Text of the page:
valleys, promontories, &c. of the sea, under “ its several aspects of turbulence, or serenity; o of the make and structure of ANIMALS, &c. “ it can rarely be affirmed, that they are co- pies of one another, but rather the genuine “ products of the same creating fancy, ope“ rating uniformly in them all.”

Yet, notwithstanding this identity of the subject-matter in natural description, there is room enough for true Genius to shew itself. To omit other considerations for the present, it will more especially appear in the manner of Representation ; by which is not meant the language of the poet, but simply the form under which he chuses to present his imagery to the fancy. The reader will excuse my adding a word on so curious a subject, which he will readily apprehend from the following instance.

Descriptions of the morning are very frequent in the poets. But this appearance is known by so many attending circumstances, that there will be room for a considerable variety, in the pictures of it. It may be described by those stains of light, which streak and diversify the clouds ; by the peculiar colour of the dawn; by its irradiations on the sea, or earth; on some peculiar objects, as trees, hills, rivers, &c. A difference also will arise from the situation, in which we suppose ourselves; if on the sea shore, this harbinger of day will seem to break forth from the ocean; if on the land, from the extremity of a large plain, terminated, it may be, by some remarkable object, as a grove, mountain, &c. There are many other differences, of which the same precise number will scarcely offer itself to two poets; or not the same individual circumstances; or not disposed in the same manner. But let the same identical circumstance, suppose the breaking or first appearance of the dawn, be taken by different writers, and we may still expect a considerable diversity in their representation of it. What we may allow to all poets, is, that they will impersonate the morning. And though this idea of it is metaphorical, and so belongs to another place, as respecting the manner of imitation only; yet, when once considered under this figure, the drawing of it comes as directly within the province of description, as the real, literal circumstances themselves. Now in descriptions of the morning under this idea of a . person, the very same attitude, which is made analogous to the circumstance before specified, and is to suggest it, will, as I said,

be represented by different writers very differently. Homer, to express the rise or appearance of this person, speaks of her as shooting forth from the ocean :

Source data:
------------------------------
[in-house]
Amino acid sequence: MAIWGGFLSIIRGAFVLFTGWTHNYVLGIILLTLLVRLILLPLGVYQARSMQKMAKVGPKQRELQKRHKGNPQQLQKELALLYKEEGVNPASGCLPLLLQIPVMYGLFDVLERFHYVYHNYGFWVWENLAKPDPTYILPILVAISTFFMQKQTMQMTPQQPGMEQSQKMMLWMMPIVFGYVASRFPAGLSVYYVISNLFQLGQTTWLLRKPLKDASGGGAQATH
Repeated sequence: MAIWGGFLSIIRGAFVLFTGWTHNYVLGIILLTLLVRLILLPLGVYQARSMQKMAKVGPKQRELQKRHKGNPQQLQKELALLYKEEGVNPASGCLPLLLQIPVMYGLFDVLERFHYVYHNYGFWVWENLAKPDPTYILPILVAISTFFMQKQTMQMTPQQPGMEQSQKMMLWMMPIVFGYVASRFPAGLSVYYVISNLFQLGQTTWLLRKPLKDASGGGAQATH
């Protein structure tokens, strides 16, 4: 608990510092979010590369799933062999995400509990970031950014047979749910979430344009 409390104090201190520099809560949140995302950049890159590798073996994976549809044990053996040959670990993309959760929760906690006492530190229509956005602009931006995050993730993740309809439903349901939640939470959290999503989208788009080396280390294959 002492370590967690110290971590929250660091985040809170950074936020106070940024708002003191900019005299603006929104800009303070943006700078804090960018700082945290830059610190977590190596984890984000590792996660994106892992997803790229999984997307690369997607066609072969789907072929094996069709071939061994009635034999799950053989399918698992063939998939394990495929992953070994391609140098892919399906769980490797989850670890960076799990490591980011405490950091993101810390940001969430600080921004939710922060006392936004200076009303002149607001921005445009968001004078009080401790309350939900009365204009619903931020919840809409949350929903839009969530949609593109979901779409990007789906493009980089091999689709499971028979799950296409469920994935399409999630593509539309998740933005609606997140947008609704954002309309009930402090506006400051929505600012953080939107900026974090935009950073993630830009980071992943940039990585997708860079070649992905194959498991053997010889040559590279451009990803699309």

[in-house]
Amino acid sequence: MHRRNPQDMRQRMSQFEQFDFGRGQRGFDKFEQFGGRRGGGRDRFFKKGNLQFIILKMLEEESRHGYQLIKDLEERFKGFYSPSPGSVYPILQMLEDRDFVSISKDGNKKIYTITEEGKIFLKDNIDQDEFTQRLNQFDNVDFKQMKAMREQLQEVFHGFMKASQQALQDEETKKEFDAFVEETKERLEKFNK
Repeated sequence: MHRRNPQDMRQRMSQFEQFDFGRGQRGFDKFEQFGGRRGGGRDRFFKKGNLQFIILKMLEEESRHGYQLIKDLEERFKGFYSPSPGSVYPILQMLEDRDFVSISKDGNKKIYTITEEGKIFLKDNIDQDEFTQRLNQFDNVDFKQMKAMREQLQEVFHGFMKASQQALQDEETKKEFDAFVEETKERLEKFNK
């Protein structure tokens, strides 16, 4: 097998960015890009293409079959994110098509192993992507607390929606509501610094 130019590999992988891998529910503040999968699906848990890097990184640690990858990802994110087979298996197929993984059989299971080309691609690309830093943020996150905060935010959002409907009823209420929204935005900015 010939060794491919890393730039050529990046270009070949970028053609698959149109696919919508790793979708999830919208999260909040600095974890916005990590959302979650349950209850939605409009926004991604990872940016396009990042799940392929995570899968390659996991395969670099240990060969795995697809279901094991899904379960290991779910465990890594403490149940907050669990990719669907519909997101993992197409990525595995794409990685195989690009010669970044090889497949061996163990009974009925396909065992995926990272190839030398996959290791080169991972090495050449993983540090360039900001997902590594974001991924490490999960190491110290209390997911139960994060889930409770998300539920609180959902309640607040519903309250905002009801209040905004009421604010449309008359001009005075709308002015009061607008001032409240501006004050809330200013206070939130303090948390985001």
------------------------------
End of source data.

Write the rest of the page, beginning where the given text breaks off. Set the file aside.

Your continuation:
Virgil, as rising from the rocks of Ida.

Jamque jugis summae surgebat Lucifer Idae, Ducebatque diem.

Shakespear hath closed a fine description of the morning with the same image, but expressed in a very different manner.

- Look what streaks Do lace the severing clouds in yonder east : Night's candles are put out : and JOCUND DAY STANDS TIPTOE ON THE MISTY MOUNTAINS TOP.

The reader, no doubt, pronounces on first sight, this description to be original. But why? There is no part of it, which may not be traced in other poets. The staining of the clouds, and putting out the stars, are circumstances, that are almost constantly taken notice of in representations of the morning. And the last image, which strikes most, is not

essentially different from that of Virgil and Homer. It would express the attitude of a person impatient, and in act to make his appearance. And this is, plainly, the image suggested by the other two. But the difference lies here. Homer's expression of this impatience is general, SPNYO. So is Virgil's, and, as the occasion required, with less energy, SURGEBAT. Shakespear's is particular : that in patience is set before us, and pictured to the eye in the circumstance of standing tiptoe ; the attitude of a winged messenger, in act to shoot away on his errand with eagerness and precipitation. Which is a beauty of the same kind with that Aristotle so much admired in the ΡΟΔΟΔΑΚΤΥΛΟΣ of Homer. « This

“ image, says he, is peculiar and singularly .“ proper to set the object before our eyes. « Had the poet said $OINIKOAAKTYAOE, “ the colour had been signified too generally, “ and still worse by EPYOPOAAKTTADE. “ POAQAAKTYAOE gives the precise idea, “ which was wantingf.”


- This, it must be owned, is one of the surest characteristics of real genius. And if we find it generally in a writer, we may almost venture to esteem him original without further scruple. For the shapes and appearances of things are apprehended, only in the gross, by dull minds. They think the see, but it is as through a mist; where if they catch but a faint glimpse of the form before them, it is well. More one is not to look for from their clouded imaginations. And what they thus imperfectly discern, it is not possible for them to delineate very distinctly. Whereas every object stands forth in bright sunshine to the view of the true poet. Every minute mark and lineament of the contemplated form leaves a corresponding trace on his fancy. And having these bright and determinate conceptions of things in his own mind, he finds it no difficulty to convey the liveliest ideas of them to others. This is what we call painting in poetry; by which not only the general natures of things are described, and their more obvious appearances shadowed forth ; but every single property marked, and the poet's own image set in distinct relief before the view of his reader.

f Arist. Rhet. lib. i. c. xi.

If this glow of imagery, resulting from clear and bright perceptions in the poet, be not a certain character of genius, it will be difficult, I believe, to say what is: I mean so far as descriptive poetry, which we are now considering,

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